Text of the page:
I’m wondering if regularization techniques could be used to make the pure deception regime unstable.

As a simple example, consider a neural network that is trained with gradient descent and weight decay. If the parameters can be (approximately) split into a set that determines the mesa-objective and a set for everything else, then the gradient of the loss with respect to the “objective parameters” would be zero in the pure deception regime, so weight decay would ensure that the mesa-objective couldn’t be maintained.

The learned algorithm might be able to prevent this by “hacking” its gradient as mentioned in the post, making the parameters that determine the mesa-objective also have an effect on its output. But intuitively, this should at least make it more difficult to reach a stable pure deception regime.

Of course regularization is a double-edged sword because as has been pointed out, the shortest algorithms that perform well on the base objective are probably not robustly aligned.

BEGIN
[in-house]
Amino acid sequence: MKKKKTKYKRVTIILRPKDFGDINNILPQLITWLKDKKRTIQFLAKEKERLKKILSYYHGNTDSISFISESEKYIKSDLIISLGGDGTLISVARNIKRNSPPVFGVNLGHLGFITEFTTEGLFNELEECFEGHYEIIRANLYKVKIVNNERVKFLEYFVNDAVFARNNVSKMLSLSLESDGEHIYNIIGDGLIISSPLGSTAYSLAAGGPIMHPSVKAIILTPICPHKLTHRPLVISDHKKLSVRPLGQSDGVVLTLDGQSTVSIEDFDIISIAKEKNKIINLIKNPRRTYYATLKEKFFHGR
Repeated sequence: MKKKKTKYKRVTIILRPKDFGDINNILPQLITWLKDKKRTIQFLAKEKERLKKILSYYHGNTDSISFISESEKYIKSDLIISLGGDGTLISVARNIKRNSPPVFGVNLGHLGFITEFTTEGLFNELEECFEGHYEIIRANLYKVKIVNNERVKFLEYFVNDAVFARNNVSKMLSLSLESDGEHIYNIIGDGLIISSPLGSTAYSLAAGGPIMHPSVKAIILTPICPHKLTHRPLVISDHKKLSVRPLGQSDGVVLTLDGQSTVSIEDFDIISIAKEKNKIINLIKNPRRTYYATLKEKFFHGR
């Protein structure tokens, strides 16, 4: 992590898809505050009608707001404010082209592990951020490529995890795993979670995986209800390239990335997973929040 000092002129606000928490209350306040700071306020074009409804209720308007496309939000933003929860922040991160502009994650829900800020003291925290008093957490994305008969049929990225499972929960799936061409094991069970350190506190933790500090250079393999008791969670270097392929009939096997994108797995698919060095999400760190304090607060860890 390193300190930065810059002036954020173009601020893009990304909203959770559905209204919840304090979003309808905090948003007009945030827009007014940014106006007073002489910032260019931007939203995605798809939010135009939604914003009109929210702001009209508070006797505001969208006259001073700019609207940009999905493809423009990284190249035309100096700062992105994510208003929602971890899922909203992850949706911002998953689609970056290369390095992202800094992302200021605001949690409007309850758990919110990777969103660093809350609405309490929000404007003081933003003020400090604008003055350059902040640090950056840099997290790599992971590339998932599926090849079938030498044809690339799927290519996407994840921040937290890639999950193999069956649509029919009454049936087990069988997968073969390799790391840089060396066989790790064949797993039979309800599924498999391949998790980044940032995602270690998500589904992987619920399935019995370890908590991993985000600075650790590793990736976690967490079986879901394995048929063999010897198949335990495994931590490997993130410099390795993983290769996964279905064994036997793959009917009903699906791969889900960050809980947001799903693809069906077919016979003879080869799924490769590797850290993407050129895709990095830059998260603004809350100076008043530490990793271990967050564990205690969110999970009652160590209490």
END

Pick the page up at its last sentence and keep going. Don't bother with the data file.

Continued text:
I’m wondering if regularization techniques could be used to make the pure deception regime unstable.

As a simple example, consider a neural network that is trained with gradient descent and weight decay. If the parameters can be (approximately) split into a set that determines the mesa-objective and a set for everything else, then the gradient of the loss with respect to the “objective parameters” would be zero in the pure deception regime, so weight decay would ensure that the mesa-objective couldn’t be maintained.

The learned algorithm might be able to prevent this by “hacking” its gradient as mentioned in the post, making the parameters that determine the mesa-objective also have an effect on its output. But intuitively, this should at least make it more difficult to reach a stable pure deception regime.

Of course regularization is a double-edged sword because as has been pointed out, the shortest algorithms that perform well on the base objective are probably not robustly aligned.